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Malanga Recipes  —  Araceae colocasia
   
 

Malanga roots are usually covered with a dark-dull brown or yellowish-brown thick skin.  They tend to be much larger than potatoes and are very hard.  The young leaves can be used as pot herbs.

   
 

 

   
  Malanga Fritters    
 

Cooked malanga, mashed and made into fritters, is very light and has a nice, nutty taste. 

Peel malanga, wash, cut into cubes, boil in water until tender enough to mash.
For each cup mashed malanga add:
¼ tsp. salt                        1 tsp. arrowroot (or cornstarch)
1egg                                 1 tsp. butter or margarine
1 tsp. light brown sugar
very small bit freshly grated nutmeg
          (just a touch or quick grate)

Blend all together. Drop by teaspoonful into deep oil, at very hot heat. Remove when light brown, only a few minutes.  Drain on paper towels.  Serve.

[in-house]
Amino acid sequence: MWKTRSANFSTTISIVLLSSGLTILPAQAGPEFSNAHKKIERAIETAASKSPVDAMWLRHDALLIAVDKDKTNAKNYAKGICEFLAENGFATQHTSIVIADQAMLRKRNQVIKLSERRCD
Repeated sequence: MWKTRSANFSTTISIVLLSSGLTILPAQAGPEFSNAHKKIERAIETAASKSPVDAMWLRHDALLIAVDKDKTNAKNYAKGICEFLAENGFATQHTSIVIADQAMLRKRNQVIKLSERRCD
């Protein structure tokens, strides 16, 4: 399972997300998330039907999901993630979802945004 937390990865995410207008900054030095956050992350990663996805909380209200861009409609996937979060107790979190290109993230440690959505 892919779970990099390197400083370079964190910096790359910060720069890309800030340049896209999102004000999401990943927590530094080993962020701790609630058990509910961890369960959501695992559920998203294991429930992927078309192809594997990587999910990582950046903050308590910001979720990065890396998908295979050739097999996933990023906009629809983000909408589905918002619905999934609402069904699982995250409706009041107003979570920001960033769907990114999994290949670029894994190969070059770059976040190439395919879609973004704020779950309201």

Malanga Salad      
 

Malanga
1 or 2 plantains, unpeeled     Watercress or lettuce
2 sliced tomatoes                     1 sliced onion
1 sliced cucumber                   2-3 hard boiled eggs
¼ lb. salted codfish                 oil and vinegar

Wash the malanga, peel and cut into chunks.  Place in a pot of water with salted codfish and unpeeled plantains.  Boil until tender, 25-30 minutes.
Peel the plantains and shred the codfish.  Place on a platter of watercress or lettuce.  Garnish with the rest of ingredients and top with shredded codfish.  Drizzle oil and vinegar.  Serve cold or hot.

   
       
  Boiled Malanga    
 

Wash and peel malanga.  Cut into cubes.  Boil in water until tender.  Drain.  Add salt and pepper and butter.

   
       
  Baked Malanga      
 

Cook and serve the same way as regular potatos.